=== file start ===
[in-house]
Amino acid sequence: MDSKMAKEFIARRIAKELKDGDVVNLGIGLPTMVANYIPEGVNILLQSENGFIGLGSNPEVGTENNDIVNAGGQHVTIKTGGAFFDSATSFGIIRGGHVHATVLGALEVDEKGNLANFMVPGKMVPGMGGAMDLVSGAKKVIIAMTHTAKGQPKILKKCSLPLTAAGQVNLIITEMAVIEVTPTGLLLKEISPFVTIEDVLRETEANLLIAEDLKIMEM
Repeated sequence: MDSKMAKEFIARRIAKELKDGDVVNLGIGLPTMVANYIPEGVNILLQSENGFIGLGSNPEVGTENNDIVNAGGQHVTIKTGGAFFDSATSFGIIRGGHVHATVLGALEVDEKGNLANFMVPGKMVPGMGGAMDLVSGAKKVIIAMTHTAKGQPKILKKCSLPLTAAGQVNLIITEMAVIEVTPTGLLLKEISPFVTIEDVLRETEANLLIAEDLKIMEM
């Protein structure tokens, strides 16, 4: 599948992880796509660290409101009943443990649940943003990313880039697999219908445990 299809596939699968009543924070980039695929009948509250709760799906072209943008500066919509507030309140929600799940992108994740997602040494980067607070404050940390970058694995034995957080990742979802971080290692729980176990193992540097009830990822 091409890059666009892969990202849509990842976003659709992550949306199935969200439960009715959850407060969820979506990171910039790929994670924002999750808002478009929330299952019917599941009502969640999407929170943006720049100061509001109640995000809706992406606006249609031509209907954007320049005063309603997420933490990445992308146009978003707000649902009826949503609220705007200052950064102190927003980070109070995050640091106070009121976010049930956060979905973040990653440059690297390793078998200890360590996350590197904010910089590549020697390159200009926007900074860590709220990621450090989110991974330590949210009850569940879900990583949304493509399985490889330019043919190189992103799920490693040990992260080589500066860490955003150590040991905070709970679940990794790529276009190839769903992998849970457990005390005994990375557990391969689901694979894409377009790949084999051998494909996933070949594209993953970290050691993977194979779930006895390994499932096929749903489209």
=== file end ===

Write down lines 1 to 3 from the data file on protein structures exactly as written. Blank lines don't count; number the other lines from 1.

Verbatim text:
[in-house]
Amino acid sequence: MDSKMAKEFIARRIAKELKDGDVVNLGIGLPTMVANYIPEGVNILLQSENGFIGLGSNPEVGTENNDIVNAGGQHVTIKTGGAFFDSATSFGIIRGGHVHATVLGALEVDEKGNLANFMVPGKMVPGMGGAMDLVSGAKKVIIAMTHTAKGQPKILKKCSLPLTAAGQVNLIITEMAVIEVTPTGLLLKEISPFVTIEDVLRETEANLLIAEDLKIMEM
Repeated sequence: MDSKMAKEFIARRIAKELKDGDVVNLGIGLPTMVANYIPEGVNILLQSENGFIGLGSNPEVGTENNDIVNAGGQHVTIKTGGAFFDSATSFGIIRGGHVHATVLGALEVDEKGNLANFMVPGKMVPGMGGAMDLVSGAKKVIIAMTHTAKGQPKILKKCSLPLTAAGQVNLIITEMAVIEVTPTGLLLKEISPFVTIEDVLRETEANLLIAEDLKIMEM